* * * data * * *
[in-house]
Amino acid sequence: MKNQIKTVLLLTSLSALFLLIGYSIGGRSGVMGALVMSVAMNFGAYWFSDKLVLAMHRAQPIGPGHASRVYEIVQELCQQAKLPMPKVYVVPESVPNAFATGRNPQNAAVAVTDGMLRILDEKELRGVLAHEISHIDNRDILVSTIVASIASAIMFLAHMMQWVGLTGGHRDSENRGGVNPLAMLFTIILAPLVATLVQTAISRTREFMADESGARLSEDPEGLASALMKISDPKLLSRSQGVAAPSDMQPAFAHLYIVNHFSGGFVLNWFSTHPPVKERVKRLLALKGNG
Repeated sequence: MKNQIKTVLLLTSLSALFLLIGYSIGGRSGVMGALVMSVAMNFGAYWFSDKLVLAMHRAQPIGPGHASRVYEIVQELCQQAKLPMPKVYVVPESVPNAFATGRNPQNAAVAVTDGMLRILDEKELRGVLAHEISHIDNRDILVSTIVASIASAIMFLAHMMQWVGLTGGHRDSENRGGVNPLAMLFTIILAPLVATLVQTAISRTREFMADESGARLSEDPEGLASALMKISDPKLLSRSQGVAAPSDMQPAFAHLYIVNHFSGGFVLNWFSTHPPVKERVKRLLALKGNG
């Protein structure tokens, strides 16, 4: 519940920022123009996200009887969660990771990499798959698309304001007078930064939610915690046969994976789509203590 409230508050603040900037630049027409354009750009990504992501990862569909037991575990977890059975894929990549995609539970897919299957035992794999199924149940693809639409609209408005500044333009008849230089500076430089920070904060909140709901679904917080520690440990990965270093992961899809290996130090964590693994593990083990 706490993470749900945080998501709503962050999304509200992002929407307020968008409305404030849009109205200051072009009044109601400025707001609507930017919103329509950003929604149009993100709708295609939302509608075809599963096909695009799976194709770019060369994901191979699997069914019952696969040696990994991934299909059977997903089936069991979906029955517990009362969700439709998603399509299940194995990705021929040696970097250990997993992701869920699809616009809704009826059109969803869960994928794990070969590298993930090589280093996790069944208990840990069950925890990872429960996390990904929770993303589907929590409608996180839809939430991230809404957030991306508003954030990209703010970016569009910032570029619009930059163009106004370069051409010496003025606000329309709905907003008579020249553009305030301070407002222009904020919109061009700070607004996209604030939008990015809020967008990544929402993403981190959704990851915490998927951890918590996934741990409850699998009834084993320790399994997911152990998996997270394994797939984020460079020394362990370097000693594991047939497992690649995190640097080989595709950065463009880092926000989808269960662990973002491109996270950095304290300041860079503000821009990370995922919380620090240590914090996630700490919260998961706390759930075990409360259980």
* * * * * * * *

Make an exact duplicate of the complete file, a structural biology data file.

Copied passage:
[in-house]
Amino acid sequence: MKNQIKTVLLLTSLSALFLLIGYSIGGRSGVMGALVMSVAMNFGAYWFSDKLVLAMHRAQPIGPGHASRVYEIVQELCQQAKLPMPKVYVVPESVPNAFATGRNPQNAAVAVTDGMLRILDEKELRGVLAHEISHIDNRDILVSTIVASIASAIMFLAHMMQWVGLTGGHRDSENRGGVNPLAMLFTIILAPLVATLVQTAISRTREFMADESGARLSEDPEGLASALMKISDPKLLSRSQGVAAPSDMQPAFAHLYIVNHFSGGFVLNWFSTHPPVKERVKRLLALKGNG
Repeated sequence: MKNQIKTVLLLTSLSALFLLIGYSIGGRSGVMGALVMSVAMNFGAYWFSDKLVLAMHRAQPIGPGHASRVYEIVQELCQQAKLPMPKVYVVPESVPNAFATGRNPQNAAVAVTDGMLRILDEKELRGVLAHEISHIDNRDILVSTIVASIASAIMFLAHMMQWVGLTGGHRDSENRGGVNPLAMLFTIILAPLVATLVQTAISRTREFMADESGARLSEDPEGLASALMKISDPKLLSRSQGVAAPSDMQPAFAHLYIVNHFSGGFVLNWFSTHPPVKERVKRLLALKGNG
């Protein structure tokens, strides 16, 4: 519940920022123009996200009887969660990771990499798959698309304001007078930064939610915690046969994976789509203590 409230508050603040900037630049027409354009750009990504992501990862569909037991575990977890059975894929990549995609539970897919299957035992794999199924149940693809639409609209408005500044333009008849230089500076430089920070904060909140709901679904917080520690440990990965270093992961899809290996130090964590693994593990083990 706490993470749900945080998501709503962050999304509200992002929407307020968008409305404030849009109205200051072009009044109601400025707001609507930017919103329509950003929604149009993100709708295609939302509608075809599963096909695009799976194709770019060369994901191979699997069914019952696969040696990994991934299909059977997903089936069991979906029955517990009362969700439709998603399509299940194995990705021929040696970097250990997993992701869920699809616009809704009826059109969803869960994928794990070969590298993930090589280093996790069944208990840990069950925890990872429960996390990904929770993303589907929590409608996180839809939430991230809404957030991306508003954030990209703010970016569009910032570029619009930059163009106004370069051409010496003025606000329309709905907003008579020249553009305030301070407002222009904020919109061009700070607004996209604030939008990015809020967008990544929402993403981190959704990851915490998927951890918590996934741990409850699998009834084993320790399994997911152990998996997270394994797939984020460079020394362990370097000693594991047939497992690649995190640097080989595709950065463009880092926000989808269960662990973002491109996270950095304290300041860079503000821009990370995922919380620090240590914090996630700490919260998961706390759930075990409360259980």